She blinked like an owl and I felt myself leaving once again, drawing away, worried for her. I awoke in a mood of pure sorrow, wanting nothing more than to cry or have tea, write, or lose myself in Larry’s hug. But he awoke crabby, so that simply wasn’t to be.

A few days ago, he’d got together with a friend whose daughters go to Oxford high. Four deaths at the hands and gun of a fellow student put this small Michigan town on the map. The girls, twins, were both near the shooter when it all happened. Both had to hide behind locked doors. And there was more upheaval for Larry’s friend—the complexities of life over the past several years, hardships with family, the pandemic…

Larry returned from dinner in a state of shocked gratitude. Grateful for all we have, the things we’ve done well, the metaphorical bullets we’ve dodged. But today he’s crabby. Tomorrow he’ll likely be sunny and grateful, because everything always changes. It’s guaranteed. Maybe tomorrow I’ll still be sad, missing my mom, but maybe not. Maybe there’ll be some relief. Who better than Mom would understand this?

If you look closely…

If you look closely you’ll see a ring of guardians standing around you. To look closely in this case doesn’t mean to squint, or even to soften your gaze and let everything blur so that the invisible comes into focus. No, this is a different kind of looking. The hardest kind. How easy it is to forget how held we are. How protected. How cheered.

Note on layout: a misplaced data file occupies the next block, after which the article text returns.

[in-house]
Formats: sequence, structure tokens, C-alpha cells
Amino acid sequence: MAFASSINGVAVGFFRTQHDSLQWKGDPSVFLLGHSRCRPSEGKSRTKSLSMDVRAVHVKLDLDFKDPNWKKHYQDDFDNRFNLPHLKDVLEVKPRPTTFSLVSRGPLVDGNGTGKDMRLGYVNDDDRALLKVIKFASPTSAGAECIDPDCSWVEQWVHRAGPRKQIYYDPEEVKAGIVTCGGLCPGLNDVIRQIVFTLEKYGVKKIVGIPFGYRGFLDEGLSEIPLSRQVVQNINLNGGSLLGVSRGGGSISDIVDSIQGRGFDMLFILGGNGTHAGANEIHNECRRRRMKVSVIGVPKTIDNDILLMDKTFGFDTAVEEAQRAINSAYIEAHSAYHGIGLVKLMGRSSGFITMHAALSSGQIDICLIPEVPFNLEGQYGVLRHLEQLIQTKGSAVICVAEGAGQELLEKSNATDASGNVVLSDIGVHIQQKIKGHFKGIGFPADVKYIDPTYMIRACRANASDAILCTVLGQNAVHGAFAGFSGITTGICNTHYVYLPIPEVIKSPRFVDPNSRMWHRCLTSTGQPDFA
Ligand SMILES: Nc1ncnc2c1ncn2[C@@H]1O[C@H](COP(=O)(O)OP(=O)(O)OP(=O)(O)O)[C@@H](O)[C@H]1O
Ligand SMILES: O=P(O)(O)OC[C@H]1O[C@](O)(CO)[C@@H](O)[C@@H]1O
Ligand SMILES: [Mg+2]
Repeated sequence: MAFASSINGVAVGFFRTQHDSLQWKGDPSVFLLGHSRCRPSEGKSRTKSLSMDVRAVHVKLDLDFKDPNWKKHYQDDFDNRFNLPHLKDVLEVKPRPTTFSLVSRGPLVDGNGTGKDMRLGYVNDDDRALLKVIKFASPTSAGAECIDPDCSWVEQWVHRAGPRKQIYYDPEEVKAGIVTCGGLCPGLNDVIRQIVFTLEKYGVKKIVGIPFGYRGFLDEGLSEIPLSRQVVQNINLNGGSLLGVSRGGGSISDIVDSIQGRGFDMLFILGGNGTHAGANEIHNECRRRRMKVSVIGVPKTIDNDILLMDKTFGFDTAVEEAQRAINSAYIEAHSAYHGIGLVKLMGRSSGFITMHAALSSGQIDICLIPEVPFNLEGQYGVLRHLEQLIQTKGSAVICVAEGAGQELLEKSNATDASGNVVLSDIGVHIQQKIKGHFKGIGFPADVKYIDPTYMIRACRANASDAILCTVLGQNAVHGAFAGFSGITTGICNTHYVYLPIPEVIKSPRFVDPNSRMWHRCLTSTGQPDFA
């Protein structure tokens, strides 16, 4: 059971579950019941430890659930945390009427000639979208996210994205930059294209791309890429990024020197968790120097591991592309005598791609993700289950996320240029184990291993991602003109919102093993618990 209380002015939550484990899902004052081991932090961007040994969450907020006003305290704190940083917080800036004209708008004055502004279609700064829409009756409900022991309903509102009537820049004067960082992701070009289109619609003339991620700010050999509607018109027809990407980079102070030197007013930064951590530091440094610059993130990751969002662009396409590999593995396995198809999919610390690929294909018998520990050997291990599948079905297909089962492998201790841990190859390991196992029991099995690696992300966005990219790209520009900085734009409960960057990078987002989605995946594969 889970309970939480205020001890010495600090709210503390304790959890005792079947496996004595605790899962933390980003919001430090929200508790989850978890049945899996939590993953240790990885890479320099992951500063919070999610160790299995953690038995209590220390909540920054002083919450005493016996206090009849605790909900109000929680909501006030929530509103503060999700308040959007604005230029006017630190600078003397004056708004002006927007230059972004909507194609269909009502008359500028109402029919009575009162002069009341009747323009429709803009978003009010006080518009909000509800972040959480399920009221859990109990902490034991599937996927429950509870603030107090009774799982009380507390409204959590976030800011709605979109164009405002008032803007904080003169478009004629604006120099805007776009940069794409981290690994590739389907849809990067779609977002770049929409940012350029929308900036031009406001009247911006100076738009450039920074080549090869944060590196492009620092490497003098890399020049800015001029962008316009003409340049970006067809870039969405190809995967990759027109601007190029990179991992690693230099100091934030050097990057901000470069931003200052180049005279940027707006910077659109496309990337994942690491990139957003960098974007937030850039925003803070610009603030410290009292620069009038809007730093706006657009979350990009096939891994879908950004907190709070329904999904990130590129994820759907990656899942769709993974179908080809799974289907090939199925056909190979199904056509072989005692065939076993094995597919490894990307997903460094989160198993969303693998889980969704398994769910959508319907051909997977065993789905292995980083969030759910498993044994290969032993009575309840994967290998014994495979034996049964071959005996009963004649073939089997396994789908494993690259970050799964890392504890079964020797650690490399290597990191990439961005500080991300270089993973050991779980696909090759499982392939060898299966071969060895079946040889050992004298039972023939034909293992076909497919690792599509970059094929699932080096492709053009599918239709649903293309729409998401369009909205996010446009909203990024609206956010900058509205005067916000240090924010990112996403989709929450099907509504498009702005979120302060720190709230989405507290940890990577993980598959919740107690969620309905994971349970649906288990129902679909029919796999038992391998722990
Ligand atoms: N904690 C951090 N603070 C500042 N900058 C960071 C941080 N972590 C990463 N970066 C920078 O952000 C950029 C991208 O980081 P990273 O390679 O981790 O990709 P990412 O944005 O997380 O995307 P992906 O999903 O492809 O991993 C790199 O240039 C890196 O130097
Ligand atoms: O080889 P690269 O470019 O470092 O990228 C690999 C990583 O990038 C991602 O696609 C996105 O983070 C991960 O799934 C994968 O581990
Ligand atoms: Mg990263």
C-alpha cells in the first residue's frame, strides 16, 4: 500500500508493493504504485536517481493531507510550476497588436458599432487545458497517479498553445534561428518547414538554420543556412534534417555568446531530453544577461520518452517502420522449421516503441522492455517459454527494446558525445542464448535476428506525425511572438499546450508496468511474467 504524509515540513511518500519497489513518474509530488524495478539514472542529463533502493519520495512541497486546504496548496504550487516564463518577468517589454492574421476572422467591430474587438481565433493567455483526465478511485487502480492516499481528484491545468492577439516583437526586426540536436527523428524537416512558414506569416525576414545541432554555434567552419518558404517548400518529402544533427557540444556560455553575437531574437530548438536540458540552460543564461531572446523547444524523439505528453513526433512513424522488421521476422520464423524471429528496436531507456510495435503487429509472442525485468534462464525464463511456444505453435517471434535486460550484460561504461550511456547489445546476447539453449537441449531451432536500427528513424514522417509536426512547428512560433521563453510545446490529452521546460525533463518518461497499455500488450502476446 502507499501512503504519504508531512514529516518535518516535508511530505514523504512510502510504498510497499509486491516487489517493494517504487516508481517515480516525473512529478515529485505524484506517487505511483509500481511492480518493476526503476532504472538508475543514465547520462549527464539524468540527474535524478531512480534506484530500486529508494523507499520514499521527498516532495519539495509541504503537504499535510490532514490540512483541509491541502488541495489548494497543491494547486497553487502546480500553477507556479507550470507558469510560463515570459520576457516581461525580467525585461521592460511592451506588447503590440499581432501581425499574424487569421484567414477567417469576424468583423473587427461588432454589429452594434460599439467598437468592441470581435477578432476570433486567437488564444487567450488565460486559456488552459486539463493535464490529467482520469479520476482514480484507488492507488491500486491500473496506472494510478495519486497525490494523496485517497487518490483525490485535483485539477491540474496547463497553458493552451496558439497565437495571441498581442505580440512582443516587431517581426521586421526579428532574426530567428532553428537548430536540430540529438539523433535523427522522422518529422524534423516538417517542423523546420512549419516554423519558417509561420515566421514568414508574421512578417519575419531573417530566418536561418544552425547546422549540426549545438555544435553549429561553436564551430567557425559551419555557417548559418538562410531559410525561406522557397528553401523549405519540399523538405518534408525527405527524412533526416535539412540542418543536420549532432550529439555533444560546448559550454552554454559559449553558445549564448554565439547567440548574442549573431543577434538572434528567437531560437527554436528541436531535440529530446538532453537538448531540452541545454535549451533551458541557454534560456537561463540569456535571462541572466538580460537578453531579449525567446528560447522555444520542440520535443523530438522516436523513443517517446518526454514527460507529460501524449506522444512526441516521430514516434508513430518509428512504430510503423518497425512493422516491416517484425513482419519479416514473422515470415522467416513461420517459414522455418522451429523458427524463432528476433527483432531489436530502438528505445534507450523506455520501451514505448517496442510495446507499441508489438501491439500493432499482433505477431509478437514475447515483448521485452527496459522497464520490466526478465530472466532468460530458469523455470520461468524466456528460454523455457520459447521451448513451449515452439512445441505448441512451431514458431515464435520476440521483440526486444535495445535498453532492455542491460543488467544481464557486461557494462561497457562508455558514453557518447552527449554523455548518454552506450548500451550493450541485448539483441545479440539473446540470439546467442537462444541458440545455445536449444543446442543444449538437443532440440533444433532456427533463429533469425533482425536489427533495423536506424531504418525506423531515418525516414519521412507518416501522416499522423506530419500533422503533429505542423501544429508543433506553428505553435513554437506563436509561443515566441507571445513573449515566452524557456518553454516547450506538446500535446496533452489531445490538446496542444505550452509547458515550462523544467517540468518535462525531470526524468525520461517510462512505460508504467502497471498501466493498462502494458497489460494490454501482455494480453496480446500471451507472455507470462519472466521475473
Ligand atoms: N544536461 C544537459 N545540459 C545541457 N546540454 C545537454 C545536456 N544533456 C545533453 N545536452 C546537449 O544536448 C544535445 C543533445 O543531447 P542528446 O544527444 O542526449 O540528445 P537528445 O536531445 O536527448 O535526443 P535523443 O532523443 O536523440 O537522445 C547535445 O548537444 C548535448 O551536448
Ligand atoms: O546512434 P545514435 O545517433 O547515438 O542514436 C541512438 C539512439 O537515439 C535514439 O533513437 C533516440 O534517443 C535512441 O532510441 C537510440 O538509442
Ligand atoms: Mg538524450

It took my friend Justin reminding me yesterday that he is one of the many who stands in my circle, like a ring of redwoods. A population of spirits: living, dead, yet to incarnate, or just fine to hang out on the other side for all eternity. They are layers deep. If you look closely you see their faces, one at a time, many at once.  

You see their hands, held in one another’s, held up in blessing, busy knitting or painting, or with birds perched on their fingers. Beckoning. Patiently unlocking the cages you insist on building and rebuilding. Sometimes striking matches and burning them down. All the better to see them, my dear.

Ah, you are starting to see now, aren’t you? Just like time itself, lineage is not linear. It is a ring. A series of rings. Ever-widening circles, as Rilke says. That persistent spiral – the shape that everything takes, if you look closely.

They stand near, and far, and as you make the circuit of your life—moving farther each time from the core wound, but visiting it again, repeatedly, endlessly—you also pass each of them.

They offer a hug, a handshake, a bow, a good, long look into their eyes – into their own memories of forever, the galaxies they’ve traveled to – and you remember that you are oh so small and you are never, ever alone.

If you look closely you’ll see that the center of you has its own eyes, ones that know where you came from and where you’re headed. It pulls you to the ones who remember when you forget. Who utter, “I am here, and I always will be.” And with those words a light flicks on, and suddenly you needn’t look closely any longer. You can see them perfectly well.

I am tired of …

By Hao Tran